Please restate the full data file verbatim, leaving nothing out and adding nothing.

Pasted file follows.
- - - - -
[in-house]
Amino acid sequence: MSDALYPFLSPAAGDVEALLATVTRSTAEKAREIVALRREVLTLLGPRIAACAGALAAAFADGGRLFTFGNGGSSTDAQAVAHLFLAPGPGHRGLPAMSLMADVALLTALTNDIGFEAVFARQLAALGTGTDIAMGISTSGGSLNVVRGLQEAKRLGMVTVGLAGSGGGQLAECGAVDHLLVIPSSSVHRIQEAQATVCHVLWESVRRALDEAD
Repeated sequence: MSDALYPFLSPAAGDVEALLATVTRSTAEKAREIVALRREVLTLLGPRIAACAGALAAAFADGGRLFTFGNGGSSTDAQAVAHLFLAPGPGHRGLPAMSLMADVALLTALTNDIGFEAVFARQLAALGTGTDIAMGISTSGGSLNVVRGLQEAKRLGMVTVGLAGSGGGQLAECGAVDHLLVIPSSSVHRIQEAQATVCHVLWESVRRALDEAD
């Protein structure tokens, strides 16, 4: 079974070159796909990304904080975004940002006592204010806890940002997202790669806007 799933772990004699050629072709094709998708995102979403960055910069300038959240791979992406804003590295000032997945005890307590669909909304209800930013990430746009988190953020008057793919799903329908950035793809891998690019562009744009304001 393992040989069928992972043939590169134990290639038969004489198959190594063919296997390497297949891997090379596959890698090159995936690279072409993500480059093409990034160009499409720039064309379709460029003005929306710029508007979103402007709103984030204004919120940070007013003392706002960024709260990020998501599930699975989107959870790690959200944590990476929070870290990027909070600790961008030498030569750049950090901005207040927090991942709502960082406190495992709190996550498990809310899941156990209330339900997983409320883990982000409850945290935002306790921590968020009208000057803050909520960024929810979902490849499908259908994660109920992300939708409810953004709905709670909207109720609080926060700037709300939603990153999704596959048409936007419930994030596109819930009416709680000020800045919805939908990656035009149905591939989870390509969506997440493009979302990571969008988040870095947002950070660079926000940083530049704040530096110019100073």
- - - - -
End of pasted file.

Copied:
[in-house]
Amino acid sequence: MSDALYPFLSPAAGDVEALLATVTRSTAEKAREIVALRREVLTLLGPRIAACAGALAAAFADGGRLFTFGNGGSSTDAQAVAHLFLAPGPGHRGLPAMSLMADVALLTALTNDIGFEAVFARQLAALGTGTDIAMGISTSGGSLNVVRGLQEAKRLGMVTVGLAGSGGGQLAECGAVDHLLVIPSSSVHRIQEAQATVCHVLWESVRRALDEAD
Repeated sequence: MSDALYPFLSPAAGDVEALLATVTRSTAEKAREIVALRREVLTLLGPRIAACAGALAAAFADGGRLFTFGNGGSSTDAQAVAHLFLAPGPGHRGLPAMSLMADVALLTALTNDIGFEAVFARQLAALGTGTDIAMGISTSGGSLNVVRGLQEAKRLGMVTVGLAGSGGGQLAECGAVDHLLVIPSSSVHRIQEAQATVCHVLWESVRRALDEAD
């Protein structure tokens, strides 16, 4: 079974070159796909990304904080975004940002006592204010806890940002997202790669806007 799933772990004699050629072709094709998708995102979403960055910069300038959240791979992406804003590295000032997945005890307590669909909304209800930013990430746009988190953020008057793919799903329908950035793809891998690019562009744009304001 393992040989069928992972043939590169134990290639038969004489198959190594063919296997390497297949891997090379596959890698090159995936690279072409993500480059093409990034160009499409720039064309379709460029003005929306710029508007979103402007709103984030204004919120940070007013003392706002960024709260990020998501599930699975989107959870790690959200944590990476929070870290990027909070600790961008030498030569750049950090901005207040927090991942709502960082406190495992709190996550498990809310899941156990209330339900997983409320883990982000409850945290935002306790921590968020009208000057803050909520960024929810979902490849499908259908994660109920992300939708409810953004709905709670909207109720609080926060700037709300939603990153999704596959048409936007419930994030596109819930009416709680000020800045919805939908990656035009149905591939989870390509969506997440493009979302990571969008988040870095947002950070660079926000940083530049704040530096110019100073």